Human-generated waste comes from a number of different sources. Classifying the various types of waste is therefore an important step in ensuring that all waste is directed to the right treatment facility so that it can be handled appropriately.
Different municipalities, regions, countries, and institutions will often have their own particular classification systems. The European Union, for example, has implemented a classification based on a number of criteria including the type of waste, origin, and collection method. One common classification method is for different types of waste, also known as “waste streams,” to be sorted into broad categories based on the source of the waste. They include:
This category encompasses all waste generated from residential dwellings, ranging from single-family homes to high-density apartment towers. Many different kinds of waste fall into this category, including food waste, packaging waste, paper, plastic, leaves and yard waste, consumer electronics, and household hazardous waste.
Waste generated from any commercial enterprise, such as restaurants, hotels, or service stations, falls into the category of commercial waste. Many of the same types of waste found in a residential setting are also found in a commercial setting, including food waste, glass, and paper, although the commercial sector tends to include a higher proportion of special waste and hazardous waste (such as the solvent perchloroethylene, which is waste produced in the dry cleaning process).
Institutional waste is produced by hospitals, universities, schools, prisons, and government centers. It is similar to commercial waste, but since hospitals are included in this category, it also includes specialized types of waste such as regulated medical waste (waste that contains or could release blood or other potentially infectious materials), pharmaceutical waste (a subset of hazardous waste that includes things like bulk chemotherapeutic waste), and controlled substances (addictive pharmaceuticals or narcotics).
Industrial (non-process) waste
This category essentially includes all the commercial waste produced by industries such as construction, light and heavy manufacturing, chemical plants, power plants, and refineries. It does not include process wastes, which are classified in a separate category.
Municipal solid waste
Municipal solid waste, which is commonly known within the waste management industry as MSW, includes waste from all the aforementioned sources. The general category is what most of us think of when we mention “garbage.” It can also be referred to as mixed ordinary waste, black bag, or simply “trash.”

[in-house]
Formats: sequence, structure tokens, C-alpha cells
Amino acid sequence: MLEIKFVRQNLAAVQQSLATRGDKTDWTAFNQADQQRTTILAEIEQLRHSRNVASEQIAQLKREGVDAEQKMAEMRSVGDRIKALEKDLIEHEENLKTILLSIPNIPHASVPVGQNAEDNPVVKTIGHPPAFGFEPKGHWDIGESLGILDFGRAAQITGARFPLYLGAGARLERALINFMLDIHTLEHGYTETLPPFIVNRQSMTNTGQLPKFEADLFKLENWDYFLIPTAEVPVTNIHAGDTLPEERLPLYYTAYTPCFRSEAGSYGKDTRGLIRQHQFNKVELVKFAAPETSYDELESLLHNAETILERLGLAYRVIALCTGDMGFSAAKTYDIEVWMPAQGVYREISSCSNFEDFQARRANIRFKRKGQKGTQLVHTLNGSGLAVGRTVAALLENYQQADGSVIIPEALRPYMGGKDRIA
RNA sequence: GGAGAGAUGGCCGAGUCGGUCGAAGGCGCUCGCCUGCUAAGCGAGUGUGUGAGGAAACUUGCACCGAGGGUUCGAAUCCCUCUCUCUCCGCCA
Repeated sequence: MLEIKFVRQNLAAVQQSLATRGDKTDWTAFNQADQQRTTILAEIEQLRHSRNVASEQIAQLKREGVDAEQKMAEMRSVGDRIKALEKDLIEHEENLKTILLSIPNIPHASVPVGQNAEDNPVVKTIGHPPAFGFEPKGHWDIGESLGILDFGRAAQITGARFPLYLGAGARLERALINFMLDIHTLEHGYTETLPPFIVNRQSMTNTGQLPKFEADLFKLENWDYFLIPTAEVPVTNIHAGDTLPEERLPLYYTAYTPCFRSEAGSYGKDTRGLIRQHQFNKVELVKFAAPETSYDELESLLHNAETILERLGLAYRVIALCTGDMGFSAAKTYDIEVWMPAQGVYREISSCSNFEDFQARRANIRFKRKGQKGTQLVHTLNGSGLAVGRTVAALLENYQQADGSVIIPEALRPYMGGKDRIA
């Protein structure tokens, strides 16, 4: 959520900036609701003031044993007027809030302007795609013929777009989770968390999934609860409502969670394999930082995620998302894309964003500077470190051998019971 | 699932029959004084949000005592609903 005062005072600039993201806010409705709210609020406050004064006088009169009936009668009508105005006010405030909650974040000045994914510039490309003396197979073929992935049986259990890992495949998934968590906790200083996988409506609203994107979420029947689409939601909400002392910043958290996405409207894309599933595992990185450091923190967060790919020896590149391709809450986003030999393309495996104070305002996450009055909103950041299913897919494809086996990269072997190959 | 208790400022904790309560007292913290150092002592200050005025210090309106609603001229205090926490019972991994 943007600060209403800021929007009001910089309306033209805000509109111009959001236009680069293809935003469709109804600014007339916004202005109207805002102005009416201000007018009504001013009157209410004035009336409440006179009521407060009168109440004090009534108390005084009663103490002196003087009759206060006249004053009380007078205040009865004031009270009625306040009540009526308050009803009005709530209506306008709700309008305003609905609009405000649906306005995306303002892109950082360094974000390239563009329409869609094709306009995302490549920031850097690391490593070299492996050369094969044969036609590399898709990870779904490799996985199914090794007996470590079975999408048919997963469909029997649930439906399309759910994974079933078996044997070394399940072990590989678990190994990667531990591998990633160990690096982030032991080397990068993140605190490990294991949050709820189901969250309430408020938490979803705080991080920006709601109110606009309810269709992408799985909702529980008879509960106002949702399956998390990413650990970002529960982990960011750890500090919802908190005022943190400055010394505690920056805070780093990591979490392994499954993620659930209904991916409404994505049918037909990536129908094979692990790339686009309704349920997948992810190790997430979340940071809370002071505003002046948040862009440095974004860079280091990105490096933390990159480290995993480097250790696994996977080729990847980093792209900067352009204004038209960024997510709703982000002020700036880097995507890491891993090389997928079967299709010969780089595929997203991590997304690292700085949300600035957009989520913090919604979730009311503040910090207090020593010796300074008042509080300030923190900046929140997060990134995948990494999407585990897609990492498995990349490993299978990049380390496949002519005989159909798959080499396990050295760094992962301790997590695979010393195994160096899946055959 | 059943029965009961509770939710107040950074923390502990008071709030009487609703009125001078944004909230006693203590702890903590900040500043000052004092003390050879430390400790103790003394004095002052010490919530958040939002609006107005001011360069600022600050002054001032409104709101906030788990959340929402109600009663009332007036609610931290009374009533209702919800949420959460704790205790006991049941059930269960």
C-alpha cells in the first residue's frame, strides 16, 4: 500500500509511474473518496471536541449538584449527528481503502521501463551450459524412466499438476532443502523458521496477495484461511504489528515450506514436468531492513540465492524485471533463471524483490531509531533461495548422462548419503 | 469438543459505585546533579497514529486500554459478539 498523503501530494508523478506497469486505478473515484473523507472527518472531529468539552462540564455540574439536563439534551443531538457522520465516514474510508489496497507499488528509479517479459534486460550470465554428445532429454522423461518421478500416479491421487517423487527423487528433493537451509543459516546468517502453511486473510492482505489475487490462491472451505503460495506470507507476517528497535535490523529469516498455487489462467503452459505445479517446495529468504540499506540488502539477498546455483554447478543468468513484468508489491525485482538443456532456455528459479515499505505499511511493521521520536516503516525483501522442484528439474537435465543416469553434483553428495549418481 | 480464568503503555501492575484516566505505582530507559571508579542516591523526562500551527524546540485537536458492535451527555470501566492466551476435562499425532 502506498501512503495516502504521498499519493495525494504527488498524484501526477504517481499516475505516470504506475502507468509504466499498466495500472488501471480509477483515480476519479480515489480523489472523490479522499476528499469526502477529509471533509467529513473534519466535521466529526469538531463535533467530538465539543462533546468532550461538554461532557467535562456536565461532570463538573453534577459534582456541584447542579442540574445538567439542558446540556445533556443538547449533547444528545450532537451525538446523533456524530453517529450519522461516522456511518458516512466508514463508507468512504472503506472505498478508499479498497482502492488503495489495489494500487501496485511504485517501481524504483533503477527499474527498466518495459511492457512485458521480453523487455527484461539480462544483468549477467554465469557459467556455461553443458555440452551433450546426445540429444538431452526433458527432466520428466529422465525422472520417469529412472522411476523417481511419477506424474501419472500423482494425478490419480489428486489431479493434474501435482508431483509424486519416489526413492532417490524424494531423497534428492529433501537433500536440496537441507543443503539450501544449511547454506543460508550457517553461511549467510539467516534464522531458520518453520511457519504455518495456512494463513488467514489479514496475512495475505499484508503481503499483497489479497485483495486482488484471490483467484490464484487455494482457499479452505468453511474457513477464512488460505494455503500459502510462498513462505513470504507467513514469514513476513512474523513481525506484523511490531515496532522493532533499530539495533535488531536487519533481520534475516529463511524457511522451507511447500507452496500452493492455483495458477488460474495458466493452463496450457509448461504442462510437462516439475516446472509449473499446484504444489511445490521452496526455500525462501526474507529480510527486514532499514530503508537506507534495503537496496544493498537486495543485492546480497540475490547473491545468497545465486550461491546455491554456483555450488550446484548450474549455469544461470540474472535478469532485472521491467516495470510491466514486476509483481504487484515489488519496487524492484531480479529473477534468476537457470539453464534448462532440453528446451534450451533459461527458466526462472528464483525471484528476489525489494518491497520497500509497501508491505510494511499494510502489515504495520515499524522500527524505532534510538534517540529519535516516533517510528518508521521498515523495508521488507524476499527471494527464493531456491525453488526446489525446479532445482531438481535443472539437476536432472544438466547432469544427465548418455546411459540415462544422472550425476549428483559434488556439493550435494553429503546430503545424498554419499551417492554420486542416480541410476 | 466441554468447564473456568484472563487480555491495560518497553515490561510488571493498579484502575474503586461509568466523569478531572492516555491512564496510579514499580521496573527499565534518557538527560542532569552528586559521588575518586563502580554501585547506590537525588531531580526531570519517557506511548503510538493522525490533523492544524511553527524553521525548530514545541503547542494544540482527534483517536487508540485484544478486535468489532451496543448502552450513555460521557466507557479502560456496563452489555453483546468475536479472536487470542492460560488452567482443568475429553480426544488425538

Construction and demolition (C&D) waste
The construction and demolition sector is a huge generator of specialized materials waste. New construction and renovation, building demolition, and road and pavement repair produce waste in the form of steel, concrete, wood, gypsum board, asphalt paving and asphalt roofing, and rocks and soil. Bulky materials such as ceiling tile, carpeting, and plumbing fixtures are also considered to be construction and demolition (C&D) waste.
Since C&D is such a major generator of waste, recycling efforts are becoming increasingly common in new construction and renovation projects. Many municipalities have bylaws or other requirements in place that specify a percentage of C&D waste that must be recycled or otherwise diverted from the landfill. It is also interesting to note that—given its large volume and significant weight, as well as its non-recurring nature—C&D waste quantities are often exempt from the calculations of total waste generated by a particular facility.
Industrial (process) waste
A type of special or hazardous waste, industrial process waste describes any solid, semisolid, liquid, or gaseous waste that is generated as a result of an industrial process, such as product manufacturing. Solvents used to clean parts, metallic dust sweepings, cutting oils, paint sludges, equipment cleanings, and any wholesale or retail products that are contaminated, off-specification, or that have been recalled are included in this category. The category does not include non-process waste such as uncontaminated packing materials or machinery components, municipal solid waste, or construction and demolition debris.
Agricultural waste encompasses a number of different types of organic and inorganic waste generated by agricultural operations such as farms, orchards, vineyards, and dairies. These types of waste include spoiled food or harvest waste; salt and silt drained from fields; manure and other livestock waste; fertilizer run-off from fields; and pesticides in the soil, air, or water.
Once waste has been categorized by source, additional classifications are needed to further specify the type of waste, and consequently, its destination for treatment. Again, different classifying bodies will approach this identification process in their own ways. Under the European Union system, waste from these varied sources is further sorted into the subgroups of hazardous waste, which the EU defines as organic, mineral, or gaseous waste that contains toxic elements that could negatively affect human and environmental health; non-hazardous waste, which includes recyclable, compostable, and biodegradable waste; and inert waste, a non-biodegradable type of waste, principally generated by C&D and extractive industries, which does not react physically or chemically with the environment.